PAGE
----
(Closed) Rant about EVERYTHING.

posted 6 years ago in Family
Post # 3
Member
335 posts
Helper bee

As far as your father’s idea of how much houses cost… tell him to do some house-hunting of his own, and then get back to you with the results.  If he thinks he’s always right, well, let him prove it. 

To me, it sounds a bit like his mama doesn’t want to let go, yet, and maybe she still sees him as her baby boy.  As a girlfriend, you’re not really a “threat” to her, but as a fiancee, and later a wife?  Well… I’m not saying that this is necessarily the case, but it’s what I would assume.

I completely agree that y’all aren’t young for the area you’re in.  Has his family lived in the South their whole lives?   I ask, because if they’re transplants, this might seem a bit more odd to them.  You certainly aren’t rushing.  You fiance sounds like a typical guy stuck between his mama and his fiancee.  If he’s close to his parents, he’s much more likely to just let it all slide off of his back, and expecting, or wanting, him to go up against his family is just going to end up in disappointment on your part. 

Post # 4
Member
2335 posts
Buzzing bee
  • Wedding: April 2018

Ugh, seriously??? That is just… awful.

I’ll start by saying I’m probably younger than you are… I’m 21, graduating soon, and my Fiance will by 22 by the time we get married.

We got engaged in April, and set a date a week later for this March. Your FI’s mom would sure hate us! Fortunately, except for a couple of uncles on my side and a few distant relatives on his side (and who cares what they think anyway?), everyone has been extremely supportive, especially our parents.

This is far and away the best way to handle these people- every time his mom says, “Don’t you want a spring wedding?” reply with, “Oh, yeah, you know… that actually might be really nice!” Then continue planning your wedding for August.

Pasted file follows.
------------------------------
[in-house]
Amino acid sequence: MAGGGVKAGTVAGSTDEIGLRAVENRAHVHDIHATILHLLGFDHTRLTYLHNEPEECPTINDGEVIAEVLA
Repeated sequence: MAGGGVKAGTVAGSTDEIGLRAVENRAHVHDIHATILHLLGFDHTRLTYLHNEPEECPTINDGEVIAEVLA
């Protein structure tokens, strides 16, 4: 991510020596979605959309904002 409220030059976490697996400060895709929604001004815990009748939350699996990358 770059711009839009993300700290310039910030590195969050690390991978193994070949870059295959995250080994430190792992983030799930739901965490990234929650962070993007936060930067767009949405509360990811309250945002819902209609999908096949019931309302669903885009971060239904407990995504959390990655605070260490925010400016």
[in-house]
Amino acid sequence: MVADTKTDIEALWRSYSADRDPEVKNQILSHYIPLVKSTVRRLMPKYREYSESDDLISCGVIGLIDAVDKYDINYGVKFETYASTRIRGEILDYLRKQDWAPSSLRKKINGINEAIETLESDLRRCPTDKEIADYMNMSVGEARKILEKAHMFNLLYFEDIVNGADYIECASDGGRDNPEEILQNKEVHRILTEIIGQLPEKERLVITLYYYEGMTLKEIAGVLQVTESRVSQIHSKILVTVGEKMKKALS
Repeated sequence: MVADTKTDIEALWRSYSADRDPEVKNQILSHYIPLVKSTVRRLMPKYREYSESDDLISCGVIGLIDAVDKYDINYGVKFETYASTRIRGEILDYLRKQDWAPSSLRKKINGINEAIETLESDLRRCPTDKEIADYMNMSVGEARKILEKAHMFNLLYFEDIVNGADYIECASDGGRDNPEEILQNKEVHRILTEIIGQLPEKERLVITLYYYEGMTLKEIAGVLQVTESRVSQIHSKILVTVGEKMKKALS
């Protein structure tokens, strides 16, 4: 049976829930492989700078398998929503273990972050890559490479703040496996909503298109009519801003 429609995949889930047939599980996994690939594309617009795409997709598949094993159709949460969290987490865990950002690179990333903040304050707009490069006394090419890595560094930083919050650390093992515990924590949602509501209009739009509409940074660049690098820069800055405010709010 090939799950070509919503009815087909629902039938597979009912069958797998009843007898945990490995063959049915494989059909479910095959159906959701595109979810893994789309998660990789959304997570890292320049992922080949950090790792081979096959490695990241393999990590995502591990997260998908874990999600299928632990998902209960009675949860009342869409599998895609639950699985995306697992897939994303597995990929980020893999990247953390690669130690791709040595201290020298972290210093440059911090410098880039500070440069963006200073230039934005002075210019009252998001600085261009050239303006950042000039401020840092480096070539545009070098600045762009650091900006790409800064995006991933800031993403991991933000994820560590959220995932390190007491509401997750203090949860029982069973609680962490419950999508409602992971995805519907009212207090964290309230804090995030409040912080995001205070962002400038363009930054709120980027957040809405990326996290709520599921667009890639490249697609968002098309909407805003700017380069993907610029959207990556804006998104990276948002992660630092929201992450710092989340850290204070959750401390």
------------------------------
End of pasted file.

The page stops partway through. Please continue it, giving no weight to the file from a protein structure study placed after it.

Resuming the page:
When his Dad tells you what houses cost, go, “Oh, really? We had no idea. Thank you so much.” Then continue with whatever plans you were previously following. Just MAKE SURE y’all have your own place by the time the wedding rolls around.

Unfortunately, you just can’t include them in your wedding plans, which is really their own fault. Pay for the wedding you can afford, and don’t expect them to contribute anything.

They’ll figure it out when they get your wedding invitations and you’ve got a deposit down on an apartment/condo/townhome/house/shack/whatever.

Post # 7
Member
335 posts
Helper bee

@FutureMrsBear:  Then, yeah, might be a bit of a threat.  You might also ask what their first years were like.  Maybe they’re worried you’ll repeat mistakes that they made?  On the other hand, they’re your mistakes to make, one way or another.  Not saying it is a mistake, in fact, I am all for getting a house!  Renting apartments is a money sink with little of value to show. 

I am sorry for your situation.  While he might not be able to, necessarily, tell them to stop, maybe he can express to them just how firm y’all’s opinion on the matter is, and they can either opt to be a part of your joy, or not, they’re welcome to share the joy, but not bring misery.  After all, you’re trying to add to their family, not take away from it.

Post # 9
Member
1583 posts
Bumble bee

@FutureMrsBear:  Your Future Father-In-Law is right in a sense. Those houses do exist but in super rural areas where you probably don’t want to live.

My advice is that you calm down and try to deal. At least don’t push you SO to have to confront his parents as that isn’t fair. The best thing is to be mature and accept that these people are who they are and made your SO who he is. Try to get along, let stuff go, and if you can’t you try to remove yourself (not your SO) from the situation.

It is far better to hold your tongue as much as possible in family situations than cause and continue drama. Big girl pants on and try to get over it for your SO’s sake.

Post # 10
Member
4659 posts
Honey bee
  • Wedding: August 2013

@rachelmichelle:  This is EXACTLY what I started doing when dealing with family and whatnot started to spiral out of control, both when Fiance and I moved in together and for our upcoming wedding. Happily accept whatever they have to say and then just keep doing what we want! Haha. I second the suggestion, it works sooo well.